Jobs are Shifting to a Teenage Focus

By Gabe Thornber

Student lives are changing. Ever since the COVID pandemic, we have seen a serious shift in how the world is run. There is one change that will drastically affect high school students. This will continue to change the high school norm and everyday lives, and that is the change in student employment. All across America, jobs are opening with positions available for young adults.  

 Following the recent labor shortage, employers are almost always looking for new hires. Therefore, they found the easiest source of easy labor was the teenage workforce. Jobs in the restaurant industry and retail industry are even reaching out specifically to teens, due to their ability to manage physical labor and withstand stressful situations. 

   According to Jae Fast ,’23, an employee at Windcrest Senior Living, they are “practically always” hiring new teenagers. 

   Due to this shift in labor, there are many more opportunities in the workforce for teenagers. Alongside Windcrest Senior Living, there are jobs being offered to teenagers 18 and under at places like Gunther Toody’s, The Melting Pot, Checkmate Moving Agency and many more. Almost all teenagers, if interested, could work at a variety of different places and earn anywhere between $14 to $20 an hour. This is a huge shift from years before the pandemic. The bureau of labor statistics says that in 2019, about 19.2% of high school students had a place in the workforce. Now, in 2022, it has risen to about 31%. This is a major change.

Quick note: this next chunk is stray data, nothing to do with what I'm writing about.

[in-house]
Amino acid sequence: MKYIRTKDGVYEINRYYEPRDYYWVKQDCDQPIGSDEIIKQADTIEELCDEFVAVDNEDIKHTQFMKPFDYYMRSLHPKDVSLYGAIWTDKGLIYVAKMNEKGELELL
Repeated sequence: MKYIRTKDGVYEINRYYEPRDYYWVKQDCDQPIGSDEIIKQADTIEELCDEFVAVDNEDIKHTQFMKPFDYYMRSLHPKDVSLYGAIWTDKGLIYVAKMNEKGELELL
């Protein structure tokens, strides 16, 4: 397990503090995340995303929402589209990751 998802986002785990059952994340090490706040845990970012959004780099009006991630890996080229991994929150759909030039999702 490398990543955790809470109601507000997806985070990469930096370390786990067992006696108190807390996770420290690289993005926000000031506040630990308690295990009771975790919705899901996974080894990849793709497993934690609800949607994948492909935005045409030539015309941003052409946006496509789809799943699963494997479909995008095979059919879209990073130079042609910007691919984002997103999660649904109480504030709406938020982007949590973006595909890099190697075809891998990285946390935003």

However, there are some high school students who are content without a job, regardless of all these new opportunities. Alvaro Cabrera ,’24, an unemployed student says he avoids employment because “school work is overwhelming.”

   Because of these difficulties, it is hard for many students to pursue a part time job. Because of the mental duress of school and time management of extracurricular activities, committing to employment can be difficult. Consequently, it is hard for employers to hire their desired amount of workers.

   Josephine Erickson ,’24, a student who was recently hired at Yankee Candle after searching for a job, states that she found a hiring employer “fairly easily.” Erickson also states, “I plan on balancing school and work by only working a couple hours a week. That way, I can still prioritize my schoolwork.”

   Jobs with flexible hours are a great way for students to manage both work and school. This shift in employers’ focus towards teenagers is an opportunity for students who want to make money and contribute to the workforce. Change is happening before our eyes, and soon we might see many more teenagers and students working everyday jobs. 

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